In the weeks following the in-custody death of George Floyd and the protests thereafter, it seems as though every company in America is speaking out in support of racial justice.
Pepsi Co announced it will donate over $400 million over five years to initiatives that help dismantle racial barriers.
The James Beard Foundation admitted that while the organization continues to hold equality as a core value, it has not been aggressive enough in its support for black and minority-owned independent restaurants.
McDonalds published a free verse poem on its website decrying “inequity, injustice, and racism” and announced the company will be donating to the Urban League and the National Association for the Advancement of Colored People (NAACP).
And while these companies, among others, stand tall against inequality now, each one has contributed to the systemic issues blacks and people of color must overcome to move into the C-suite.
Nine of the 10 executive officers at Pepsi are white; only one staff member at the James Beard Foundation is black, and two senior executives at McDonalds sued the company alleging racial discrimination.
Just days after the protests began, Jack in the Box CEO Lenny Comma issued a resonating statement just before he retired, leaving the restaurant industry without a black CEO in a publicly-traded company.
“My heart breaks for what so many in my community have had to endure,” he wrote. “We have one simple desire, to live life without fear and injustice. Isn’t that a basic existence that all of us can relate to?”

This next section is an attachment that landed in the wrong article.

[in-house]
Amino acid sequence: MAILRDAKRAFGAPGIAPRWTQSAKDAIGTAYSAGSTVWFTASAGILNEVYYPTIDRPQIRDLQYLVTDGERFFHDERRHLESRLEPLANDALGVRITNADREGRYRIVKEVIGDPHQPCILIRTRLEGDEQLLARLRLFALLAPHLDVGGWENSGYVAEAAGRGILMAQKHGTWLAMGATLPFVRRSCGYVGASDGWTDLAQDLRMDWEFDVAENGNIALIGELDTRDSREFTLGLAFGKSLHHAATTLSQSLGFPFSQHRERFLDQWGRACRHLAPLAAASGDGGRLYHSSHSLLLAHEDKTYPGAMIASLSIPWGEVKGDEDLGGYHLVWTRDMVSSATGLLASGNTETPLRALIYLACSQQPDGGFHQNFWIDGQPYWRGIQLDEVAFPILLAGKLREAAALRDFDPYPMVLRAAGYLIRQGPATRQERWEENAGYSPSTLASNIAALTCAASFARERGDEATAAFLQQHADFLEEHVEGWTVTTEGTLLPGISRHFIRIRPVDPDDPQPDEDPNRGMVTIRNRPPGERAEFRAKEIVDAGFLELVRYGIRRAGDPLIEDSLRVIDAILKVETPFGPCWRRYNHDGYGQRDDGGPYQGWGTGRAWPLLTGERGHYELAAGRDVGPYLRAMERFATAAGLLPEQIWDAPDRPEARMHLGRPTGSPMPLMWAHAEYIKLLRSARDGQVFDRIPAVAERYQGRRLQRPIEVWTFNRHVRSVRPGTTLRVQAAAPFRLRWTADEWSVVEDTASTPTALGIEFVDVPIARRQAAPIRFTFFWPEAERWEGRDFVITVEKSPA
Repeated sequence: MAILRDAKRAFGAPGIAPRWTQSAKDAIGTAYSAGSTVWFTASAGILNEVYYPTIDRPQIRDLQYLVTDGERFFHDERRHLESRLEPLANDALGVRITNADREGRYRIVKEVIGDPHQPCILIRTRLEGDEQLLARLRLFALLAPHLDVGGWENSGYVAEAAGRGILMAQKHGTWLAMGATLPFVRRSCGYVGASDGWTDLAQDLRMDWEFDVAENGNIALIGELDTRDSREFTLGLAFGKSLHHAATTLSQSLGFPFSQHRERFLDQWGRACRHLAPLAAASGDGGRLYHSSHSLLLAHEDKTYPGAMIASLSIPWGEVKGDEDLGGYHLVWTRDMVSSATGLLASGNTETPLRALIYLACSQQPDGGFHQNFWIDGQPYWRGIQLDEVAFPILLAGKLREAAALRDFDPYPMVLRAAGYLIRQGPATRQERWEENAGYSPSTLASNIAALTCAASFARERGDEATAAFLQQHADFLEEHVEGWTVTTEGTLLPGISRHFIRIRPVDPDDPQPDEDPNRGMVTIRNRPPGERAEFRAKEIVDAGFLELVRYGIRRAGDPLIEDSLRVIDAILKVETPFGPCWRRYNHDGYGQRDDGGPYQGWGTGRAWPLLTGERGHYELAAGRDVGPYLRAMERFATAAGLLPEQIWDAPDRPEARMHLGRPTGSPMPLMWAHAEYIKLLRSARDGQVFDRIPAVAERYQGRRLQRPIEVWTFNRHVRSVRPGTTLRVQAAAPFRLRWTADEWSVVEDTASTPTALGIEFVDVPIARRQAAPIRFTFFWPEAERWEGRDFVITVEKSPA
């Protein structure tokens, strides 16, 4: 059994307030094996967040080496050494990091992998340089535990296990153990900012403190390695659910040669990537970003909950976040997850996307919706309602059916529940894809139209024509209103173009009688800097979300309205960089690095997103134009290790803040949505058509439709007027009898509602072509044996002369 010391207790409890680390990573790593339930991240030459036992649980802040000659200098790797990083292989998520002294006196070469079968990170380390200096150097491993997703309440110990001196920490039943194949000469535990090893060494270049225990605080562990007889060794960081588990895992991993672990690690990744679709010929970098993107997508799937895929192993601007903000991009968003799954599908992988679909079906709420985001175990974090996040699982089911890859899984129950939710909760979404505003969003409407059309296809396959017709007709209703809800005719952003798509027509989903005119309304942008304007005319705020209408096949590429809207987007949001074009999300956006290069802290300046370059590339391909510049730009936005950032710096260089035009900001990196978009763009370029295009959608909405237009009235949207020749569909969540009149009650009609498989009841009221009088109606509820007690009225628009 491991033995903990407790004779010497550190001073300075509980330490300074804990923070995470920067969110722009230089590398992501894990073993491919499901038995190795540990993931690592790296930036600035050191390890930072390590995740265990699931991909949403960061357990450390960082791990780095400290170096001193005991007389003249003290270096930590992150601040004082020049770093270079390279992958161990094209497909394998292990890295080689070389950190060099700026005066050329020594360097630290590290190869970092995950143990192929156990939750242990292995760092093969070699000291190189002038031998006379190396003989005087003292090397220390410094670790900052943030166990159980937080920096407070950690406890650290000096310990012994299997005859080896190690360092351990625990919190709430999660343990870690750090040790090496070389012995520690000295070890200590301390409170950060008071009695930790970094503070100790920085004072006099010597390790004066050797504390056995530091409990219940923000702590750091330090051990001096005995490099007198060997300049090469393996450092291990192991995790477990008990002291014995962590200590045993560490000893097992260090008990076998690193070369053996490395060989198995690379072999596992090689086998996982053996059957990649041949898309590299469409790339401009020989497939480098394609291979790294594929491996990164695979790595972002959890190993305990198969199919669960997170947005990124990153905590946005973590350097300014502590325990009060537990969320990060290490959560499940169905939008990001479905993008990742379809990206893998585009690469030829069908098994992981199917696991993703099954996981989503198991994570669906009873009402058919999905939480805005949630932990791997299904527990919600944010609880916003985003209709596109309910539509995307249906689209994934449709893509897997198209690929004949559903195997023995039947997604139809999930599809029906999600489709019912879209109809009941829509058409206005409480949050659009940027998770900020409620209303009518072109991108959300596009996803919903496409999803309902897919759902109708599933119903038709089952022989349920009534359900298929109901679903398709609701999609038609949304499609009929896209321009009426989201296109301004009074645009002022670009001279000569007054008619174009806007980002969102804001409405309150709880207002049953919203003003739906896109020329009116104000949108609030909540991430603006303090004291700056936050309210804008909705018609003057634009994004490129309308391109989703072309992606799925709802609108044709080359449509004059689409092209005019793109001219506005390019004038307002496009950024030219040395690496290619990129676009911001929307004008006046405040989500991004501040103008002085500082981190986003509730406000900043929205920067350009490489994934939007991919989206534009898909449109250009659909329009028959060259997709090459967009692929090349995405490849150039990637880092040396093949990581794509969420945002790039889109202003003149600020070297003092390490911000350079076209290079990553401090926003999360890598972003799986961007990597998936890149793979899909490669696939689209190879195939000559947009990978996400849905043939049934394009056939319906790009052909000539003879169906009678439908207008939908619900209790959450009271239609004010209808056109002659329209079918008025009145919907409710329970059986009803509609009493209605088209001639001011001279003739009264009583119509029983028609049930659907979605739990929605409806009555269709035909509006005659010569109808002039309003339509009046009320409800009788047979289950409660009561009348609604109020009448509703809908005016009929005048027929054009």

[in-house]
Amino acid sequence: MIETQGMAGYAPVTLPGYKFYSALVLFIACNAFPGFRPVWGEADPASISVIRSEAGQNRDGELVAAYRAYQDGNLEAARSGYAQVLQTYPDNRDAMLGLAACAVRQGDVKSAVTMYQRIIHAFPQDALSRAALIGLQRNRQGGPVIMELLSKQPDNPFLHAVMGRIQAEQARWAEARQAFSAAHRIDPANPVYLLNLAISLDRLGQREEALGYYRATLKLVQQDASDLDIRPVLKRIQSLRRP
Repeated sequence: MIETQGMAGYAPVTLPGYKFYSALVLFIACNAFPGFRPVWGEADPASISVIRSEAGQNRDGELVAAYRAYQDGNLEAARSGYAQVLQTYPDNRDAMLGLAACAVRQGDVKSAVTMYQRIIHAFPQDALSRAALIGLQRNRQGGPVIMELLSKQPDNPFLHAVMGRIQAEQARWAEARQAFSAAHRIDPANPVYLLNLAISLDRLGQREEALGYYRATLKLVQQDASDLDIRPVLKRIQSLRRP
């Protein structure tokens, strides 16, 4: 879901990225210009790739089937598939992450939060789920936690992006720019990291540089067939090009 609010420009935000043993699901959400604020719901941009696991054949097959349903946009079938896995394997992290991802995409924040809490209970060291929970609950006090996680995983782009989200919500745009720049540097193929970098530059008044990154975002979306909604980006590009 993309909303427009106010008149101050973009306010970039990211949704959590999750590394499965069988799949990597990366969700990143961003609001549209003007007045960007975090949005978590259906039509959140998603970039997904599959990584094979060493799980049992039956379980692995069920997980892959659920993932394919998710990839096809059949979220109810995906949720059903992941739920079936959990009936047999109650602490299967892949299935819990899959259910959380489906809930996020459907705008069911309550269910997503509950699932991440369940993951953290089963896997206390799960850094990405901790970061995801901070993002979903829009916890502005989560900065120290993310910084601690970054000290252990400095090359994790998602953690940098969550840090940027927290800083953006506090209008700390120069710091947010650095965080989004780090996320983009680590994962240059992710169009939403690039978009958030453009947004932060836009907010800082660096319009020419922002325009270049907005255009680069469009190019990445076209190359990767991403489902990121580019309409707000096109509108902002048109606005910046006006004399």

The Optics Problem
Study after study consistently ranks the restaurant industry as one of America’s most diverse. Federal data shows the industry is 74 percent white and blacks make up approximately 13.2 percent of the workforce.
The National Restaurant Association lauds the industry’s diversity as its true strength, stating that four in 10 restaurant managers and supervisors are minorities and six in 10 chefs. These statistics are part of the reason why restaurants can cater to ethnically diverse audiences, they say.
However, when one looks further up the ranks, there tend to be more white men.
Gerry Fernandez, president and founder of the Multicultural Foodservice and Hospitality Alliance, says this optics problem isn’t one about labor pools or about skillsets either. It’s about development and retention.
“If you have people who feel valued and included in a company, they give you that thing called discretionary effort,” Fernandez told Restaurant Business Online.
There are several ways restaurants provide disincentives to blacks and employees of color, most of which concern illustrations of unconscious bias in company policies.
So begins the process of solving the restaurant industry’s diversity problem. While there is no single way to solve the restaurant industry’s diversity problem, the following ideas are great starting points for businesses of all sizes.
An easy way to begin deconstructing the restaurant industry’s diversity problem is to create inclusive hiring practices.
A study by the Restaurant Opportunities Center United (ROCU) laid bare numerous ways in which restaurant hiring practices expose the implicit bias of the company’s owners.
To begin with, most restauranteurs surveyed for the study reported that they primarily used word-of-mouth referrals to decide which candidates to interview. This practice often recreates the racial dynamic already present in the restaurant and can exclude minority workers.